ISIS TS1 Neutron Target, Reflector and Moderator
01 Jun 2023



Using modern engineering analysis to improve the performance of the UK’s neutron and muon source.




We provided engineering analysis and design support to the ISIS Neutron and Muon Source during the TS1 (Target Station 1) Project. This project aims to provide a neutron flux increase and operational improvements while maintaining the current high level of reliability, by redesigning the target, reflector, and moderator (TRAM) assembly. Prior to the TS1 project, the design of these components had changed little since the facility was first opened in 1984. With modern simulation software and analysis techniques, it should be possible to produce much more highly optimised designs, delivering improved performance without increasing the facility’s power consumption. As experts in engineering simulation and target design, we were called upon to provide analysis and design support for these critical components.

​CAD model of the proposed TS1 Project TRAM (Target, Reflector and Moderator) assembly mounted on its support


ISIS TS1 Target

We produced a new design for the TS1 spallation target, which is about 60% lighter than the previous version – this improves neutron output by reducing the reabsorption of useful neutrons, as well as reducing the volume of radioactive scrap when the target is replaced. The neutron-producing target plates are similar in size to the previous target, but the volume of the surrounding pressure vessel is greatly reduced. We carried out detailed fluid, thermal, and structural simulations of target performance; this design assurance work provides confidence that the new target will operate reliably.

Engineering Simulation of the TS1 Project Target

Comparison of ISIS Targets. From left to right: current TS2 target, TS1 Project target, and previous TS1 target


ISIS TS1 Reflector

The High Power Targets Group also contributed to the redesign of the neutron reflector; a large piece of beryllium which surrounds the target and moderators. The original ISIS reflector consisted of beryllium rods in a tank of water. The TS1 Project design uses solid beryllium blocks instead; these give better neutron output but are more difficult to keep cool.

We designed a system of water-filled aluminium cooling modules to be bolted to the outside of the reflector blocks and carried out thermal simulations to prove the design was feasible. 

 We were responsible for the detailed design and procurement of the cooling modules, including introducing the use of friction stir welding to produce modules that were less distorted and had better thermal contact than would otherwise have been possible.

CAD model of the TS1 Project beryllium reflector, with aluminium cooling modules attached to the outside

Prototype reflector cooling modules, friction stir welded (left) and conventionally welded (right)​.

Methane moderator research

The ISIS Neutron and Muon Source produces high-energy neutrons that can be fired at a range of targets, yet the neutrons initially have too much energy to be useful and so the total energy must be reduced.

One of the methods for doing this is to pass the neutrons through a liquid methane moderator with an aluminium ‘poison’ layer. However, using a liquid methane moderator introduces a new set of problems. Within the moderator hydrogen atoms break away from the methane molecules, forming hydrogen bubbles. In addition, the methane molecules, which now have an available carbon bond, unite to form hydrocarbon chains, causing oil and other materials to form within the moderator, clogging the system up, and reducing the effectiveness of the moderators.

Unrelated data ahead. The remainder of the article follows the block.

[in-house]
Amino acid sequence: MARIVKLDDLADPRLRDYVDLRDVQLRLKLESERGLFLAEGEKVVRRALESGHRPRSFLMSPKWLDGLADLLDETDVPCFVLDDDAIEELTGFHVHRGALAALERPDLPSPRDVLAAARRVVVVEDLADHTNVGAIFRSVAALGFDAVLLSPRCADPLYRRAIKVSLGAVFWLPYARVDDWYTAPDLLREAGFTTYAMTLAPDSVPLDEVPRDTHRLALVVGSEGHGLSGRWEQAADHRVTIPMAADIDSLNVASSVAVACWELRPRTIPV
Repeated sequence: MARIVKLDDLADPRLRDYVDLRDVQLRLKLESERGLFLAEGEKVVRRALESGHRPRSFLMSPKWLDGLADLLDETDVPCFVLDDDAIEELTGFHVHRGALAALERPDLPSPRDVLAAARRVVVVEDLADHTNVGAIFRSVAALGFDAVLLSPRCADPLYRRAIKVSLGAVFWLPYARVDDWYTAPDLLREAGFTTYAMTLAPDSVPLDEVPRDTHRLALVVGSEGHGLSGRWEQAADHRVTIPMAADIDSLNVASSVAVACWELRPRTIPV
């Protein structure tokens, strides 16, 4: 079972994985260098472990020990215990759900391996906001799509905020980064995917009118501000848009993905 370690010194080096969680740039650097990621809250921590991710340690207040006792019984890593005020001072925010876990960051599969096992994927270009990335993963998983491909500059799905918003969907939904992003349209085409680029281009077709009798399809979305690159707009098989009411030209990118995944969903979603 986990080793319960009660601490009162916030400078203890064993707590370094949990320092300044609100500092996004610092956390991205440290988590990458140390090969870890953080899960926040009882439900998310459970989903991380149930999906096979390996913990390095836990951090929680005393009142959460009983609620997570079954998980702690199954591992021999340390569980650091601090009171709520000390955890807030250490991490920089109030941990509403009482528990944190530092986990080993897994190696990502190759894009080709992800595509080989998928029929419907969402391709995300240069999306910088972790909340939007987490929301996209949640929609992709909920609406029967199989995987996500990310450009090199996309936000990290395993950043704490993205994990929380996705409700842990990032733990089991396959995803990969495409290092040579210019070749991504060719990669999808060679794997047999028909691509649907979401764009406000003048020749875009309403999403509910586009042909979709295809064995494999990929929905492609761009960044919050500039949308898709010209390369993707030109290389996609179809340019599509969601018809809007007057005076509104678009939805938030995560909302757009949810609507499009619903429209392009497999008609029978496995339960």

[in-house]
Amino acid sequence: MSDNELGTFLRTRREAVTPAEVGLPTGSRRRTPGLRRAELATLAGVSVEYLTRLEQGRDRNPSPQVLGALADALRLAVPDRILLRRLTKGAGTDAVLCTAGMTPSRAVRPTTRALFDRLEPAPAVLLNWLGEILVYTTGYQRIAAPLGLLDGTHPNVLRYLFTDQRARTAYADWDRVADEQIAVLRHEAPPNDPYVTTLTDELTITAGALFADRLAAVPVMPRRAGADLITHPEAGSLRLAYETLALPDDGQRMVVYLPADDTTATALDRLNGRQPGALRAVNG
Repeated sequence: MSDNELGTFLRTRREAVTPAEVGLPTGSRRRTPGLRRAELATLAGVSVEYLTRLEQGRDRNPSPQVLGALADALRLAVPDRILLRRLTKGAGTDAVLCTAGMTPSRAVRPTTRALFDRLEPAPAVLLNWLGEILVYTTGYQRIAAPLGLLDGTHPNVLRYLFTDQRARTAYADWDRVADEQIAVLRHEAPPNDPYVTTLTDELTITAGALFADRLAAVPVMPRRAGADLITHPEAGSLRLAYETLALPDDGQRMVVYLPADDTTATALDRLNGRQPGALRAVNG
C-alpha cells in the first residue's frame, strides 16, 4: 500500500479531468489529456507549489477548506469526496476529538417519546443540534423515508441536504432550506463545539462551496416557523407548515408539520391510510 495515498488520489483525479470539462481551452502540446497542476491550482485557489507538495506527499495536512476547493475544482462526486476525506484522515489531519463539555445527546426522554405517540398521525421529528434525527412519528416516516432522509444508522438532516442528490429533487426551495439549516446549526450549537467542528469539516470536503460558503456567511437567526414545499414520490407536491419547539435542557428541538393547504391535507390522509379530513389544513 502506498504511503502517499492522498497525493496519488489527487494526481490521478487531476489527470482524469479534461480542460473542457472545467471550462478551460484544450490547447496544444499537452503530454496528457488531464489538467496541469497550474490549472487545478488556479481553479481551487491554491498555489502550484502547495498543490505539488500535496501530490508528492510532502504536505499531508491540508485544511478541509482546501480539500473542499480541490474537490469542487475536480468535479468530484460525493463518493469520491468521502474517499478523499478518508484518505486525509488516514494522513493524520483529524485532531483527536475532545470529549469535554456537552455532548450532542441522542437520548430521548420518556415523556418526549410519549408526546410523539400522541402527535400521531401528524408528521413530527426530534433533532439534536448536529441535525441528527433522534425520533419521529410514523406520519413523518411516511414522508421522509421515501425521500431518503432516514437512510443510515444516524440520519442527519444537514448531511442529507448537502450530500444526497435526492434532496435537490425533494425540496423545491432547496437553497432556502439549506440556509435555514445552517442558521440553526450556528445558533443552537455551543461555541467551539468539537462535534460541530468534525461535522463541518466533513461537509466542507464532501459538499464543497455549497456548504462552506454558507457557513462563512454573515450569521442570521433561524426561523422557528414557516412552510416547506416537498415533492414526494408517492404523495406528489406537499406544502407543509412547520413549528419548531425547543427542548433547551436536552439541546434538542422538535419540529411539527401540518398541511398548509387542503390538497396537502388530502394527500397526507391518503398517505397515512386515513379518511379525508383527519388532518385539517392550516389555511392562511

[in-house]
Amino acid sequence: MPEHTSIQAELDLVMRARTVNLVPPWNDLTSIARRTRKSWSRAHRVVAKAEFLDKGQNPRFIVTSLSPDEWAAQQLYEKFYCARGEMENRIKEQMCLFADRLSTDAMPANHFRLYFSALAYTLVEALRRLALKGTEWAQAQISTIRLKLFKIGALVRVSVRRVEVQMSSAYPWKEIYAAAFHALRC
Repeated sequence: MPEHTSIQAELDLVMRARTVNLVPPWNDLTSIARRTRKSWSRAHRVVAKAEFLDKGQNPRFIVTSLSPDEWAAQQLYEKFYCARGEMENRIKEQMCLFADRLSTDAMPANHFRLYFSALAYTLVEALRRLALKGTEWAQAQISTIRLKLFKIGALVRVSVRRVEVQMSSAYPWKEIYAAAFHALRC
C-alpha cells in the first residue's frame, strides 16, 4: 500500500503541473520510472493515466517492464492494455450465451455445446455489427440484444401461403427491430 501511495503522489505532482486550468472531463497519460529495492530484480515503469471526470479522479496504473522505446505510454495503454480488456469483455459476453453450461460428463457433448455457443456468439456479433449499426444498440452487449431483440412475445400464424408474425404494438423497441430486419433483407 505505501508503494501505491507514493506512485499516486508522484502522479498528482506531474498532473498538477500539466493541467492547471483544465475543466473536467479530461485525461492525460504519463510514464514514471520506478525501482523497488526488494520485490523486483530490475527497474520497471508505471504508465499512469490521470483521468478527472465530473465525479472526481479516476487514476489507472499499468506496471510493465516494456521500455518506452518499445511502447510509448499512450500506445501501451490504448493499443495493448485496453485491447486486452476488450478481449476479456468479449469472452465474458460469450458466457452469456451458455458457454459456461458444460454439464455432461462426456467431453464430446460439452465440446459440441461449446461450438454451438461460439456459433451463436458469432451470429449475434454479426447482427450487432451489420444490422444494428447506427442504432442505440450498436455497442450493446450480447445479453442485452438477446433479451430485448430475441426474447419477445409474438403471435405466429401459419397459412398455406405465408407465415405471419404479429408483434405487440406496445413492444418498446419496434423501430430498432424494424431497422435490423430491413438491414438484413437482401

One of the key factors in the formation of hydrocarbon chains is how long the liquid methane remains in the moderator, aka the "residence time" before being recirculated: this is known as the methane "Age". To combat the build-up of hydrocarbons within the liquid methane moderators, active research into amplifier geometries that minimise residence time is currently being performed. However there are several design requirements and challenges when designing the moderator geometry: it must fit into an existing shape and size, it must incorporate a dual foil poison layer, and the geometry must minimise residence time without significantly impacting the interaction of neutrons with the moderator.

 We are supporting ISIS by actively developing new moderator geometries which encourage lower residence time and in turn, reduce the build-up of hydrocarbons, all without negatively affecting the interaction of the neutrons with the moderator. To investigate the residence time of the fluid within the moderator we are using computational fluid dynamics (CFD) software to simulate fluid flow through the various geometries which we have designed. Once a geometry with a satisfactory age has been achieved, following a design review, it will be implemented into the ISIS target station.

Left) Visualisation of the age of the liquid methane within the moderator, for a quarter of the geometry. The red and yellow zones display the regions where liquid methane has the highest age (6.8s), which corresponds to the recirculating stre​amlines in the right figure. (Right) Visualisation of the flow of the liquid methane through the moderator, areas where the streamlines recirculate correspond to the highest ages, left.


Visualisation of the age of the liquid methane within an improved moderator geometry. The red and yellow zones display the regions where liquid methane has the highest age, which is 4.6s, 2s lower than the current geometry. (Right) Visualisation of the flow of the liquid methane through the improved moderator geometry.​​


Written by Dan Wilcox and Nathan O'Donoghue, members​ of the High Power Targets team​.